After turn seven.

(Showing some of the targeting as each side look to cut down the other's options)

With only five turns left the British need a miracle. They are able to hop forward on the right and take another defended position, but time and casualties are against them. The German mortar crews buy valuable breathing space by suppressing the British Vickers gunners, who are thus unable to help cover the advance on the right.

Attacking and defending lines.

Assault, advance, suppress - and advance again.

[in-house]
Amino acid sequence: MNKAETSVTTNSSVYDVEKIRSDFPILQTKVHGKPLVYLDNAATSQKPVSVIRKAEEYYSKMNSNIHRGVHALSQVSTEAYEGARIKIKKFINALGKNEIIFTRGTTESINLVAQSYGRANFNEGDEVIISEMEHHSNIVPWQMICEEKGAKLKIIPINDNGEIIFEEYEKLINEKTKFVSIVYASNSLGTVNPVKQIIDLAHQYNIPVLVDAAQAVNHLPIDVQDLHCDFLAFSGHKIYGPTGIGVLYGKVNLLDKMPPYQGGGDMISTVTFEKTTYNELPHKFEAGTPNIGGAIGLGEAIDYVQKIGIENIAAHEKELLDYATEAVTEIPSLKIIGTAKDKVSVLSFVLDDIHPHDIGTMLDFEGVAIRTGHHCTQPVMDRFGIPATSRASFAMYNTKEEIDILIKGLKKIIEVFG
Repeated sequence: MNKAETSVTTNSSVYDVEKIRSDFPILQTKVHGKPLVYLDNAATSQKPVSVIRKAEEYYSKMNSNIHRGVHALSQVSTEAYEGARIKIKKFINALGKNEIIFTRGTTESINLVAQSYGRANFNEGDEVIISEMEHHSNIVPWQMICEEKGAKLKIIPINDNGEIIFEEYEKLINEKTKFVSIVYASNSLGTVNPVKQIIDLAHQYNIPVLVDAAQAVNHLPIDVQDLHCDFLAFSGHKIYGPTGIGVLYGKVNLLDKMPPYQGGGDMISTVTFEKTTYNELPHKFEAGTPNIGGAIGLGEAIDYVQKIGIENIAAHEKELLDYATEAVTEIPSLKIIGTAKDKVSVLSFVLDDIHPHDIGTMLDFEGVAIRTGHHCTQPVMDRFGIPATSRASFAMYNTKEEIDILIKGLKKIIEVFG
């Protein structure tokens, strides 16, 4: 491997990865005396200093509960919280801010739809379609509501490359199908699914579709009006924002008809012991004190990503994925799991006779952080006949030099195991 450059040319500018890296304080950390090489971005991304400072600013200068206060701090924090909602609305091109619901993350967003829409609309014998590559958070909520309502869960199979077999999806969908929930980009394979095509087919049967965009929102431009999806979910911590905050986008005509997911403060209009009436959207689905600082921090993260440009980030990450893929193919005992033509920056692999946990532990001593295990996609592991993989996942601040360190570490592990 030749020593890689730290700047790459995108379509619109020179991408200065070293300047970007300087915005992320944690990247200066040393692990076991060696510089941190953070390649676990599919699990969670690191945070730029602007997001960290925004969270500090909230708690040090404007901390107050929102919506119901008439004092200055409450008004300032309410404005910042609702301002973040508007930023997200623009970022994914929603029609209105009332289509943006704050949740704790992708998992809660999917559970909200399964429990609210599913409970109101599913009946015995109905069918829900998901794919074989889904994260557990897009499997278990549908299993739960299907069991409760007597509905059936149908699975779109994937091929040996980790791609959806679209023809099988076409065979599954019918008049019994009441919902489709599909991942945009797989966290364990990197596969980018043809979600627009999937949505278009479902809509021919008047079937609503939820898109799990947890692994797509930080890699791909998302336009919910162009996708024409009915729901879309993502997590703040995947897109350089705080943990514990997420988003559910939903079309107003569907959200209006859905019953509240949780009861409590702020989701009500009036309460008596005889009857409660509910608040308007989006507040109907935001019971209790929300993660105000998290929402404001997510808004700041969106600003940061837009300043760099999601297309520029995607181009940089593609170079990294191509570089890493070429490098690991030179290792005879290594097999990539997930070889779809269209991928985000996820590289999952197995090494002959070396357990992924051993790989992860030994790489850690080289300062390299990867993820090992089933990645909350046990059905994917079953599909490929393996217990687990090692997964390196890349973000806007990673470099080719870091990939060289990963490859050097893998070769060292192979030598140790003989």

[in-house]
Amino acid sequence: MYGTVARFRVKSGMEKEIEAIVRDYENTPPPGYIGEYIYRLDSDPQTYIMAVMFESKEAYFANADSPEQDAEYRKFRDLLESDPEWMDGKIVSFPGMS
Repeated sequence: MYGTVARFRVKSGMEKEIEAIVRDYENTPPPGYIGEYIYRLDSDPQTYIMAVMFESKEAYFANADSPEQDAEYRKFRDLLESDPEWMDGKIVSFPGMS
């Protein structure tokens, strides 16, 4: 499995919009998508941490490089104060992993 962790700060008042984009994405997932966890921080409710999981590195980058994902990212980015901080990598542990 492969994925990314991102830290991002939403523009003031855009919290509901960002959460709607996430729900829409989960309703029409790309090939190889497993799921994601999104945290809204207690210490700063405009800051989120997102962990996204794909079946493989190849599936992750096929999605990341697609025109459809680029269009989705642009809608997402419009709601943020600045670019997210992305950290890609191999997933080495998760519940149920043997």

On the final turn the British make a desperate attempt to assault the central strongpoint, but they are repulsed by determined defensive fire. Exhausted by casualties and ammunition depletion, only three British platoons are left on table, and so the British lose by ten points to three. 

Final position.

Well, I thought it was a cracking little game to play solitaire. There are some lessons for me to digest and some tactics to go over, so I think I'll be playing this one again. It's not one that you'd take down to club night week in and week out, but the simple rules reveal a clever little game of - to coin a phrase - fire and movement (thank you, I'll be here all week!).

And if you've got this far, thanks for reading.